After that article, the sequence went something like this: Dave Caplan published one in 1977, Don Kates and Steve Halbrook and Joyce Malcolm came in in 1978-79. Halbrook, Malcolm, Kates and I put out a number of articles in the lesser law reviews over the next few years. These were the years of discovery. Joyce was heavily involved in the English right. Steve discovered the newspaper articles by Tench Coxe that described the Second Amendment as protecting "private arms." I found the Senate Journal that showed the Senate rejected "bear arms for the common defense." Etc., etc.
Kates was then a law prof., which opened some doors. In 1983, he wrote a big article that summed up the discoveries to date, and got it into the Michigan Law Review. In terms of prestige, Michigan L. Rev. is clearly in the top ten. Articles in Chicago-Kent or Northern Kentucky or St. Louis University might pass under the radar of big name academia, but not one in Michigan.
Things started changing rapidly, then. Sanford Levinson, a major con law prof. at Texas, read it, was impressed, and wrote his own article arguing that by all the standards used in construing the Constitution, the 2A had to be an individual right, and got it in the Yale L.J. William van Alstyne, one of the biggest names in con law, brought out an article in Duke L.J.. Akhil Amar of Yale started publishing on the same subject. A topic that a few years before had no interest or attention now was being written on by the major figures in constitutional law, and in the most prestigious journals.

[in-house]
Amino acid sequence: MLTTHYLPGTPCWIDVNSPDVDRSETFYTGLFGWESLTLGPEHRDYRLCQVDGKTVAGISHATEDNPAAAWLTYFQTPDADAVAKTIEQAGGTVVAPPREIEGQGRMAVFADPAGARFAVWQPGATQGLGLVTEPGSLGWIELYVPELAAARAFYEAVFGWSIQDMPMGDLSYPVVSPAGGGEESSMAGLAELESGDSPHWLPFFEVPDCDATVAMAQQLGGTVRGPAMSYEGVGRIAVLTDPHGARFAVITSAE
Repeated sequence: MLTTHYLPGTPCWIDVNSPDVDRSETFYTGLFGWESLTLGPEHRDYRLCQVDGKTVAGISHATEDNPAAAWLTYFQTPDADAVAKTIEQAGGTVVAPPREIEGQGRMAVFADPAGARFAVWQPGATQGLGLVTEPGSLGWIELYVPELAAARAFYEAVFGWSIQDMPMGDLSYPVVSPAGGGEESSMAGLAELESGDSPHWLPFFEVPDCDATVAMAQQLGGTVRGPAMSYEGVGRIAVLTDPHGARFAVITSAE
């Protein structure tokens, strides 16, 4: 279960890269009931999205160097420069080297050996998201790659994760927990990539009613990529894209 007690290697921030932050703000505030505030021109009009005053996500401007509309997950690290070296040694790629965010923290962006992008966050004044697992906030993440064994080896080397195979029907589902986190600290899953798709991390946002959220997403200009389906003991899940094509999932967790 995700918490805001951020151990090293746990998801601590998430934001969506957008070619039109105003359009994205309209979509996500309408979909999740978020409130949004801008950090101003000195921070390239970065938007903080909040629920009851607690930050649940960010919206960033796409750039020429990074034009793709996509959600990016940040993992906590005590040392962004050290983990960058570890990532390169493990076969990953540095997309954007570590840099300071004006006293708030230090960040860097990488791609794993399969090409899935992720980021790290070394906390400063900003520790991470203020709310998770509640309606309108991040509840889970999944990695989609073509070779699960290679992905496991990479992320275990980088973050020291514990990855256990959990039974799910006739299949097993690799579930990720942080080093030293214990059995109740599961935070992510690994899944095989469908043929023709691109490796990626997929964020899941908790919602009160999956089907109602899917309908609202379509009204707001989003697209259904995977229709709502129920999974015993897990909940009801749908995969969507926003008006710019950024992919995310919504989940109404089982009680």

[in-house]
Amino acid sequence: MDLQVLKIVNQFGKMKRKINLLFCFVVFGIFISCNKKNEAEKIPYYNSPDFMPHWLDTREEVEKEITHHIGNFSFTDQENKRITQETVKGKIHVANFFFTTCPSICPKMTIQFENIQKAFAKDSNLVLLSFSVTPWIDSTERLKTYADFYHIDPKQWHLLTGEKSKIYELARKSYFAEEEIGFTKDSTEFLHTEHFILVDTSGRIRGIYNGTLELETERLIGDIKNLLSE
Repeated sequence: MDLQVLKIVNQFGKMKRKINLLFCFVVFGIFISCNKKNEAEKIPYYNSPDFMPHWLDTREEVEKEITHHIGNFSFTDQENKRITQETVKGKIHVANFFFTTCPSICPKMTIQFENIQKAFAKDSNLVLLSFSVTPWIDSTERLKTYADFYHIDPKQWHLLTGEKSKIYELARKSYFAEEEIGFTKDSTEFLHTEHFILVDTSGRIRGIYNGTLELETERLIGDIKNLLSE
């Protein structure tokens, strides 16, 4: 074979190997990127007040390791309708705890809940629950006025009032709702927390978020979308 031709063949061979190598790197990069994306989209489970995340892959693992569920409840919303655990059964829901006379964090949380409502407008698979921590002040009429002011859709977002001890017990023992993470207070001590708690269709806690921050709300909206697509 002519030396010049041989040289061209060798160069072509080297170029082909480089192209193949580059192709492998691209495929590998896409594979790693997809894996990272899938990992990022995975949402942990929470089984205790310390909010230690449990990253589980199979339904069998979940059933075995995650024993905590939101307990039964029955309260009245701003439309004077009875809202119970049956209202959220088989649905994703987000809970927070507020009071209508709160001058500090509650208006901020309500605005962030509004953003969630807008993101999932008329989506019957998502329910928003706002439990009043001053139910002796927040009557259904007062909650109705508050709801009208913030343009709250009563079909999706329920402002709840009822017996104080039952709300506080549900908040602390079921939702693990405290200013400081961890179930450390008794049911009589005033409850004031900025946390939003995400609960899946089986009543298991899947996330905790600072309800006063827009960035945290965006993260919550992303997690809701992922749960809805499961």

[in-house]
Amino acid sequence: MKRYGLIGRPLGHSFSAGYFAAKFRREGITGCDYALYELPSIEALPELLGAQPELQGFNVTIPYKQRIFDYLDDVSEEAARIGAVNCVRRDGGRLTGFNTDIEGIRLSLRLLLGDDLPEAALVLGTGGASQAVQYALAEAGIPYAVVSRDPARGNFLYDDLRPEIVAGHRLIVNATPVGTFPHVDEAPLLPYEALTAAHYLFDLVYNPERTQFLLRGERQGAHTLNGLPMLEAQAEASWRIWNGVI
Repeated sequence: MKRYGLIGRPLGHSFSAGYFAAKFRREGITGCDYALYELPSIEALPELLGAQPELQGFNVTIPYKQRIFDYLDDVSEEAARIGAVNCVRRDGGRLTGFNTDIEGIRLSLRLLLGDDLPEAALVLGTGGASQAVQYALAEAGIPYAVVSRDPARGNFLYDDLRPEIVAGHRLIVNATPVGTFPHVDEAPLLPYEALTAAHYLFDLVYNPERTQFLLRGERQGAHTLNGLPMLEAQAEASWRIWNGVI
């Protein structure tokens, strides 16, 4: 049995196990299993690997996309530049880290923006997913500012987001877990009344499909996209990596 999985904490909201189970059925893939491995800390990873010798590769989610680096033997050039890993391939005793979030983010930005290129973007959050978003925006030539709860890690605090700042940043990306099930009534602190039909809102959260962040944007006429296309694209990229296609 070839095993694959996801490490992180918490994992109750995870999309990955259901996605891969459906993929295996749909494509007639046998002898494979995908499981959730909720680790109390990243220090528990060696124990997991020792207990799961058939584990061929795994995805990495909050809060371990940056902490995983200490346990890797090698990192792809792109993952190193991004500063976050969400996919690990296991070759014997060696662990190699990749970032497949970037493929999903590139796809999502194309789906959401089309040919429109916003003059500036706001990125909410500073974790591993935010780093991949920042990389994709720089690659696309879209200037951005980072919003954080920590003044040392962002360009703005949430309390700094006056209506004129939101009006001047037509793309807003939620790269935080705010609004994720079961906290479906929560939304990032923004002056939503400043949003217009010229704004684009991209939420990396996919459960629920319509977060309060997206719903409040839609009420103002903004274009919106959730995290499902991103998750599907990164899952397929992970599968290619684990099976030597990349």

And that ultimately is the movement that made Heller possible. In 1980, the right to arms was a minor academic issue. By 1995 it was a major one, with all the big names analyzing why it was an individual right. In that year Tennessee Law Rev. hosts the first right to arms symposium issue (one where every article in an issue of the review is on the same subject).
I've suspected that we were aided by a very human factor. The 1960s and 1970s had seen major events and fights in Con law.... search and seizure, incorporation, Miranda, Roe v. Wade, obscenity standards that swung to and fro, etc. By 1990 these had all played out. There was still skirmishing over details, but no more big causes, and who wanted to write another article on obscenity or on the details of Roe v. Wade? Suddenly, people realize there's an entire amendment out there that could be discussed.